Again using a notepad program create a file called “wpa_supplicant.conf” with the following text (using your country code, SSID, and password) and save that to the root of the SD card. If your SSID is being broadcast you do not need the scan_ssid line as it will slow down the connecting slightly although it doesn’t hurt to have it in there (see here for more info on this file):
You should have everything on the SD card needed to boot up and connect to your WiFi. Properly eject the SD card from your computer, pop it into the Pi, and boot it up.
Give it 90 – 120 seconds to boot. Since this guide is for getting Pi-Hole setup you will want to have a static IP address for your Pi. Go into your router and find out what the current IP address is and also set a reservation or lock the current IP address to your device.
Until it reboots it will be at whatever IP it was assigned. Start up PuTTY and put in the current IP address and connect. You will get a security warning, click Yes to accept the keys.
Your Pi is now on your network so the hard part is done. Next is to configure some basic settings and install Pi-hole
Login using the default user “pi” and password “raspberry”
Now by default the Pi is setup for the EN_GB locale which means your @ symbol and some others aren’t where they normally are which caused me some issues. So lets tell the Pi to add the EN_US locale and change our keyboard layout.
Type in sudo raspi-config and enter
Select option 4 for Localization then the first option for Locale
In the list scroll down and select en_US.UTF-8 UTF-8 by hitting the space bar to select it then enter
It will ask you to select a default language for the system. Select en_US.UTF-8 and enter. Give it a minute while it makes the change.
At this point for me I tried to change the keyboard layout but it didn’t work. It seems the Pi needs to be rebooted for these changes to take effect so first get out of the config menu by hitting the right arrow twice and selecting Finish
Back at the prompt type in sudo reboot. You will be disconnected, give the Pi a minute or so to reboot. Remember if you set a DHCP reservation the IP address may change when it comes back up.
Connect with PuTTY and login again. Easiest way is to click the PuTTY icon in the top left corner of the program and select “Restart Session” then log back in or just close and reopen the software.
Go back into the config with sudo raspi-config and enter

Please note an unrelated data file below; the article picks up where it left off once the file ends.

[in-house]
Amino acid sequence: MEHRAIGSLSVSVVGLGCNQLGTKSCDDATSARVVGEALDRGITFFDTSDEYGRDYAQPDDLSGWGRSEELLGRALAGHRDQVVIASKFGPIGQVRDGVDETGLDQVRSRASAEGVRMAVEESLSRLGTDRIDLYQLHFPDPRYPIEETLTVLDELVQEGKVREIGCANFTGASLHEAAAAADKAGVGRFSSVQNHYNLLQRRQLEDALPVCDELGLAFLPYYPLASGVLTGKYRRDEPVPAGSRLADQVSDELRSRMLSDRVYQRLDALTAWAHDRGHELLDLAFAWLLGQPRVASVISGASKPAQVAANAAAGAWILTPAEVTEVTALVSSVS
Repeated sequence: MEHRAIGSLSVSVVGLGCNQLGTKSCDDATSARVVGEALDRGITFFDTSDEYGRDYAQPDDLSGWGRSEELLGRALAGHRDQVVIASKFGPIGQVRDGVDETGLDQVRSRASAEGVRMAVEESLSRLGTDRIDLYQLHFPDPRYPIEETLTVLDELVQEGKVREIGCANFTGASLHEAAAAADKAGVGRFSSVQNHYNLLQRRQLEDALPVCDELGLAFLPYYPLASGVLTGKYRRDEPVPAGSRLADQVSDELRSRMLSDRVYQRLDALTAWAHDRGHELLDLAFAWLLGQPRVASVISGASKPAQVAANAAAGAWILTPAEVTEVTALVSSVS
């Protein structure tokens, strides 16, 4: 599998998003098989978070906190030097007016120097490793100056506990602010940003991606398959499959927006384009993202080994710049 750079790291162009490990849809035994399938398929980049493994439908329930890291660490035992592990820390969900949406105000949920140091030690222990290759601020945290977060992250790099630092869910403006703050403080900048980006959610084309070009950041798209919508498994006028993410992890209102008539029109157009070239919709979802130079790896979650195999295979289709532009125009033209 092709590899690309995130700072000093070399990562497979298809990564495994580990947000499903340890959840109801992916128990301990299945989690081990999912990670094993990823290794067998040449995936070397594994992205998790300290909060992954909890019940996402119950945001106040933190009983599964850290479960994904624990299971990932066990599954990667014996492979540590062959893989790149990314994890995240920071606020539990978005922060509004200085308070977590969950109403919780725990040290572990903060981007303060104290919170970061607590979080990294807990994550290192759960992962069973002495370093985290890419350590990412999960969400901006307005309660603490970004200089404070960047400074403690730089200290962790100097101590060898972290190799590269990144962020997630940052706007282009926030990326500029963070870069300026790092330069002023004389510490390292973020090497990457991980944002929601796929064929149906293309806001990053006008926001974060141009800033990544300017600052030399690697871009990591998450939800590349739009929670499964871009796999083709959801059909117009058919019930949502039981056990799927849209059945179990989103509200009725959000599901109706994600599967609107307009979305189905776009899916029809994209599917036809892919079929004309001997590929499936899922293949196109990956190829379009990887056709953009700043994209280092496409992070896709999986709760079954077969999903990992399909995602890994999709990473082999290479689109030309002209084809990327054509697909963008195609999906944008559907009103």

Select option 4 then 2 for change timezone. Select your country and city for your timezone (US -> Eastern for example).
Select option 4 again then 3 for the keyboard. In the list you should have a Generic 104-key PC option. Select that then English (US) or whatever keyboard layout you’d prefer. If you don’t see English (US) click Other first then it should be in the list. Hit enter to select then select the actual keyboard layout. You will be asked a couple more questions, select the appropriate answer (usually the defaults).
You can also go into the same menu to select US as your wireless country.
Now would also be a good time to change your password to something other then the default raspberry. Select the first option and enter a new password.
Select Finish to exit the config menu.
So the next recommended thing to do is update the Pi to the latest software:
At the terminal prompt type sudo apt-get update -y and enter. It might take a minute or two.
Next type sudo apt-get upgrade -y and enter. Chances are this will take 10 – 20 minutes as updates are downloaded and installed.
Once the updates are done reboot again with sudo reboot, log back in using PuTTY, and install Pi-hole:
At the terminal prompt type in curl -sSL https://install.pi-hole.net | bash and enter
Go through the prompts and answer as you want it setup. Note the admin webpage password at the end as you will use that to login at http://YourPiAddress/admin. Lastly set your router DHCP to hand out the Pi-hole IP address for DNS instead of itself and you should be all set.